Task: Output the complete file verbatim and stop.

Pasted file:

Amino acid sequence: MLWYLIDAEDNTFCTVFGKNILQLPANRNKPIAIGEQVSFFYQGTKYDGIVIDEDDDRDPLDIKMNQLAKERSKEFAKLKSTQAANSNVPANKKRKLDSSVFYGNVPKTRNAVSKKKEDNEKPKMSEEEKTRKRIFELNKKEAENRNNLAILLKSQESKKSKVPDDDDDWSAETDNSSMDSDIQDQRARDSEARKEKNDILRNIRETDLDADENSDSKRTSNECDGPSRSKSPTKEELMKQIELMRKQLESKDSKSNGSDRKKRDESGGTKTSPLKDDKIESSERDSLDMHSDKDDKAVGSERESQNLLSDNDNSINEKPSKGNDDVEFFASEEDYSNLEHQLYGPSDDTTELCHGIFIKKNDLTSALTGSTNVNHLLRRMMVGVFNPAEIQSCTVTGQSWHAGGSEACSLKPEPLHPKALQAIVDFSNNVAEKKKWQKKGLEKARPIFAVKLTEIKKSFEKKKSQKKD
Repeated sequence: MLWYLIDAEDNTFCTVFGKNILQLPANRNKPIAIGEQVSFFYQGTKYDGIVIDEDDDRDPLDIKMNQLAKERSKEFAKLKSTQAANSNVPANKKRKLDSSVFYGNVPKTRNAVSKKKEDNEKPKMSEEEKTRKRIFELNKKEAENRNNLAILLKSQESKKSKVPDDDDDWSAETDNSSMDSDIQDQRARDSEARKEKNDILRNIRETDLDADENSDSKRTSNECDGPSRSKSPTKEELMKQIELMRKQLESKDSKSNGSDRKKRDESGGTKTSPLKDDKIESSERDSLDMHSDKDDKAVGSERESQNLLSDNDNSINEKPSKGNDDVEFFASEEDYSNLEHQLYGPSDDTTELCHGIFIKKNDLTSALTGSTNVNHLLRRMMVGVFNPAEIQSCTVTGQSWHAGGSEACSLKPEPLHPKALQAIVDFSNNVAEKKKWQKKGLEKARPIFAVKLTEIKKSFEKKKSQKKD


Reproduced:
Amino acid sequence: MLWYLIDAEDNTFCTVFGKNILQLPANRNKPIAIGEQVSFFYQGTKYDGIVIDEDDDRDPLDIKMNQLAKERSKEFAKLKSTQAANSNVPANKKRKLDSSVFYGNVPKTRNAVSKKKEDNEKPKMSEEEKTRKRIFELNKKEAENRNNLAILLKSQESKKSKVPDDDDDWSAETDNSSMDSDIQDQRARDSEARKEKNDILRNIRETDLDADENSDSKRTSNECDGPSRSKSPTKEELMKQIELMRKQLESKDSKSNGSDRKKRDESGGTKTSPLKDDKIESSERDSLDMHSDKDDKAVGSERESQNLLSDNDNSINEKPSKGNDDVEFFASEEDYSNLEHQLYGPSDDTTELCHGIFIKKNDLTSALTGSTNVNHLLRRMMVGVFNPAEIQSCTVTGQSWHAGGSEACSLKPEPLHPKALQAIVDFSNNVAEKKKWQKKGLEKARPIFAVKLTEIKKSFEKKKSQKKD
Repeated sequence: MLWYLIDAEDNTFCTVFGKNILQLPANRNKPIAIGEQVSFFYQGTKYDGIVIDEDDDRDPLDIKMNQLAKERSKEFAKLKSTQAANSNVPANKKRKLDSSVFYGNVPKTRNAVSKKKEDNEKPKMSEEEKTRKRIFELNKKEAENRNNLAILLKSQESKKSKVPDDDDDWSAETDNSSMDSDIQDQRARDSEARKEKNDILRNIRETDLDADENSDSKRTSNECDGPSRSKSPTKEELMKQIELMRKQLESKDSKSNGSDRKKRDESGGTKTSPLKDDKIESSERDSLDMHSDKDDKAVGSERESQNLLSDNDNSINEKPSKGNDDVEFFASEEDYSNLEHQLYGPSDDTTELCHGIFIKKNDLTSALTGSTNVNHLLRRMMVGVFNPAEIQSCTVTGQSWHAGGSEACSLKPEPLHPKALQAIVDFSNNVAEKKKWQKKGLEKARPIFAVKLTEIKKSFEKKKSQKKD